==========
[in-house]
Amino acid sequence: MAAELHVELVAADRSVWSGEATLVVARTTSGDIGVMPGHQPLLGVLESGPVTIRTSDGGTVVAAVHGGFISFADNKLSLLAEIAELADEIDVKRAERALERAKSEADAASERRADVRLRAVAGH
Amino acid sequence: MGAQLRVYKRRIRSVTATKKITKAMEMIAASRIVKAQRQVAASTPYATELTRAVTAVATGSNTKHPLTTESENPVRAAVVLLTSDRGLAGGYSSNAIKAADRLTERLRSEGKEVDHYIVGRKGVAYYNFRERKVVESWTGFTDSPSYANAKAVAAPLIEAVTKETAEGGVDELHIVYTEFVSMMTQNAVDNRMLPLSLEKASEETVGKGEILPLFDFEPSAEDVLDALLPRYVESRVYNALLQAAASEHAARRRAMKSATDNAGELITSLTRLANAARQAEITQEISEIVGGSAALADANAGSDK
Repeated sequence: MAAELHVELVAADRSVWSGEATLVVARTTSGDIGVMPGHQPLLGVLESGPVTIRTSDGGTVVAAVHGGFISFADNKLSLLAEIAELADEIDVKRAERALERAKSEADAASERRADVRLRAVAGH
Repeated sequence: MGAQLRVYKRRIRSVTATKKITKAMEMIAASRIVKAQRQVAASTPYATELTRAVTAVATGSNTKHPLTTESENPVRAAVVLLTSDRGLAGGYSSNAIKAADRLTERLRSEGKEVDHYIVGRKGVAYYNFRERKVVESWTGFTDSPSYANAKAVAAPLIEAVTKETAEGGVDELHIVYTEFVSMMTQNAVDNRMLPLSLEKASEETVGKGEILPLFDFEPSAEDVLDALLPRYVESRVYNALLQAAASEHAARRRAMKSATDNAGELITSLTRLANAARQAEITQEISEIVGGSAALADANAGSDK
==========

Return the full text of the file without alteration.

[in-house]
Amino acid sequence: MAAELHVELVAADRSVWSGEATLVVARTTSGDIGVMPGHQPLLGVLESGPVTIRTSDGGTVVAAVHGGFISFADNKLSLLAEIAELADEIDVKRAERALERAKSEADAASERRADVRLRAVAGH
Amino acid sequence: MGAQLRVYKRRIRSVTATKKITKAMEMIAASRIVKAQRQVAASTPYATELTRAVTAVATGSNTKHPLTTESENPVRAAVVLLTSDRGLAGGYSSNAIKAADRLTERLRSEGKEVDHYIVGRKGVAYYNFRERKVVESWTGFTDSPSYANAKAVAAPLIEAVTKETAEGGVDELHIVYTEFVSMMTQNAVDNRMLPLSLEKASEETVGKGEILPLFDFEPSAEDVLDALLPRYVESRVYNALLQAAASEHAARRRAMKSATDNAGELITSLTRLANAARQAEITQEISEIVGGSAALADANAGSDK
Repeated sequence: MAAELHVELVAADRSVWSGEATLVVARTTSGDIGVMPGHQPLLGVLESGPVTIRTSDGGTVVAAVHGGFISFADNKLSLLAEIAELADEIDVKRAERALERAKSEADAASERRADVRLRAVAGH
Repeated sequence: MGAQLRVYKRRIRSVTATKKITKAMEMIAASRIVKAQRQVAASTPYATELTRAVTAVATGSNTKHPLTTESENPVRAAVVLLTSDRGLAGGYSSNAIKAADRLTERLRSEGKEVDHYIVGRKGVAYYNFRERKVVESWTGFTDSPSYANAKAVAAPLIEAVTKETAEGGVDELHIVYTEFVSMMTQNAVDNRMLPLSLEKASEETVGKGEILPLFDFEPSAEDVLDALLPRYVESRVYNALLQAAASEHAARRRAMKSATDNAGELITSLTRLANAARQAEITQEISEIVGGSAALADANAGSDK